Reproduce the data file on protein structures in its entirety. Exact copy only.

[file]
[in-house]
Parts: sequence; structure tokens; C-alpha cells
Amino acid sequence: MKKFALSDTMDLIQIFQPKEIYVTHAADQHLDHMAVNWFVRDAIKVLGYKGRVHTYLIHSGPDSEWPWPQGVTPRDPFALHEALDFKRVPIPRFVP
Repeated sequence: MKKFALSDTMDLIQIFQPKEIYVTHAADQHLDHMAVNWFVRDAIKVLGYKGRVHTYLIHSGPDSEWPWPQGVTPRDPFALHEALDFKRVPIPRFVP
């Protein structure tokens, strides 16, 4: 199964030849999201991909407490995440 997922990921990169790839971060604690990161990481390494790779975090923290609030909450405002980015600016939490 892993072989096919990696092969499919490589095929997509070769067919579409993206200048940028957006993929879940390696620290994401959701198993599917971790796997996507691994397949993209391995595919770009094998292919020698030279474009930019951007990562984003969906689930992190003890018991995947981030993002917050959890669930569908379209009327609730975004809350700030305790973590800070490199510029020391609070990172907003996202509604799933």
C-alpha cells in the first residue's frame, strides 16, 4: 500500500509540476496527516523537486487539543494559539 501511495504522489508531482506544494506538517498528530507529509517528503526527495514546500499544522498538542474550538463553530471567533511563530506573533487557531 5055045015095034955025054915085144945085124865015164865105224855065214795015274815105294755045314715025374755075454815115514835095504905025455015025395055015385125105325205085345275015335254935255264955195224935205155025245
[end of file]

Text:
[in-house]
Parts: sequence; structure tokens; C-alpha cells
Amino acid sequence: MKKFALSDTMDLIQIFQPKEIYVTHAADQHLDHMAVNWFVRDAIKVLGYKGRVHTYLIHSGPDSEWPWPQGVTPRDPFALHEALDFKRVPIPRFVP
Repeated sequence: MKKFALSDTMDLIQIFQPKEIYVTHAADQHLDHMAVNWFVRDAIKVLGYKGRVHTYLIHSGPDSEWPWPQGVTPRDPFALHEALDFKRVPIPRFVP
């Protein structure tokens, strides 16, 4: 199964030849999201991909407490995440 997922990921990169790839971060604690990161990481390494790779975090923290609030909450405002980015600016939490 892993072989096919990696092969499919490589095929997509070769067919579409993206200048940028957006993929879940390696620290994401959701198993599917971790796997996507691994397949993209391995595919770009094998292919020698030279474009930019951007990562984003969906689930992190003890018991995947981030993002917050959890669930569908379209009327609730975004809350700030305790973590800070490199510029020391609070990172907003996202509604799933």
C-alpha cells in the first residue's frame, strides 16, 4: 500500500509540476496527516523537486487539543494559539 501511495504522489508531482506544494506538517498528530507529509517528503526527495514546500499544522498538542474550538463553530471567533511563530506573533487557531 5055045015095034955025054915085144945085124865015164865105224855065214795015274815105294755045314715025374755075454815115514835095504905025455015025395055015385125105325205085345275015335254935255264955195224935205155025245